The motto of this new movement of chosen childlessness could be encapsulated by the bumper sticker put out by the Zero Population Growth group in the 1970s: "MAKE LOVE, NOT BABIES." This is the precise worldview the Scripture rejects. Marriage, sex, and children are part of one package. To deny any part of this wholeness is to reject God's intention in creation--and His mandate revealed in the Bible.


The sexual revolution has had many manifestations, but we can now see that modern Americans are determined not only to liberate sex for marriage [and even from gender], but also from procreation.


The Scripture does not even envision married couples who choose not to have children. The shocking reality is that some Christians have bought into this lifestyle and claim childlessness as a legitimate option. The rise of modern contraceptives has made this technologically possible. But the fact remains that though childlessness may be made possible by the contraceptive revolution, it remains a form of rebellion against God's design and order.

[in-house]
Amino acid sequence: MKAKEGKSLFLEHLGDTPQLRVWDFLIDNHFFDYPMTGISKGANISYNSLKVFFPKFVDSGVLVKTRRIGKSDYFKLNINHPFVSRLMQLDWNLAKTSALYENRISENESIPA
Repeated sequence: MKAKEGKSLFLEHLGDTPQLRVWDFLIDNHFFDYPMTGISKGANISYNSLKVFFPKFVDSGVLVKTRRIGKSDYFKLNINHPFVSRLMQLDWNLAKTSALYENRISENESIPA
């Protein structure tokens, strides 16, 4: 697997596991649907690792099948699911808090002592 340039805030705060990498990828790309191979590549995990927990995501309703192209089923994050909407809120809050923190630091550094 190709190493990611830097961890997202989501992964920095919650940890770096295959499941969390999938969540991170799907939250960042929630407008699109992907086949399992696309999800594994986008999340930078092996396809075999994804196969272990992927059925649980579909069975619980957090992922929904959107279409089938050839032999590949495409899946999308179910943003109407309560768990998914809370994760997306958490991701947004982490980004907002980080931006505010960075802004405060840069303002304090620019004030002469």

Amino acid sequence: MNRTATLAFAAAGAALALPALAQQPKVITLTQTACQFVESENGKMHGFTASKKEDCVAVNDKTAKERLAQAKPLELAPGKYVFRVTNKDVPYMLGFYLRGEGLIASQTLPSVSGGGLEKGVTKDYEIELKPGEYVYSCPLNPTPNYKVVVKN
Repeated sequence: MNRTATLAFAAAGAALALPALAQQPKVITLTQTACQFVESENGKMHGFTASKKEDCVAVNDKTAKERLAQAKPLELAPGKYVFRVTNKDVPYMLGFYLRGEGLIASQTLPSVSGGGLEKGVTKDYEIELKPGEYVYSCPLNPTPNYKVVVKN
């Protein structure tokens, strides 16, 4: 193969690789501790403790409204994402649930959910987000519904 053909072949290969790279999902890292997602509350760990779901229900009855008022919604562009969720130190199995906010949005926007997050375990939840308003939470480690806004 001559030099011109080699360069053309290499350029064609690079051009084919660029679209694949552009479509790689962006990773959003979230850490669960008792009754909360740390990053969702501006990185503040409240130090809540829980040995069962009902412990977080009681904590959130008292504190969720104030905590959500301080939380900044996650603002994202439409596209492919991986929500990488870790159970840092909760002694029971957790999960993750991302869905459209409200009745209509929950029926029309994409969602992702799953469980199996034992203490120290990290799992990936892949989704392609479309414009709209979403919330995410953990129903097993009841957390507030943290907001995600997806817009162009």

Couples are not given the option of chosen childlessness in the biblical revelation. To the contrary, we are commanded to receive children with joy as God's gifts, and to raise them in the nurture and admonition of the Lord. We are to find many of our deepest joys and satisfactions in the raising of children within the context of the family. Those who reject children want to have the joys of sex and marital companionship without the responsibilities of parenthood. They rely on others to produce and sustain the generations to come.
He goes on:
... the family is a critical arena where the glory of God is either displayed or denied. It is just as simple as that.

The church must help this society regain its sanity on the gift of children. Willful barrenness and chosen childlessness must be named as moral rebellion. To demand that marriage means sex--but not children--is to defraud the creator of His joy and pleasure in seeing the saints raising His children.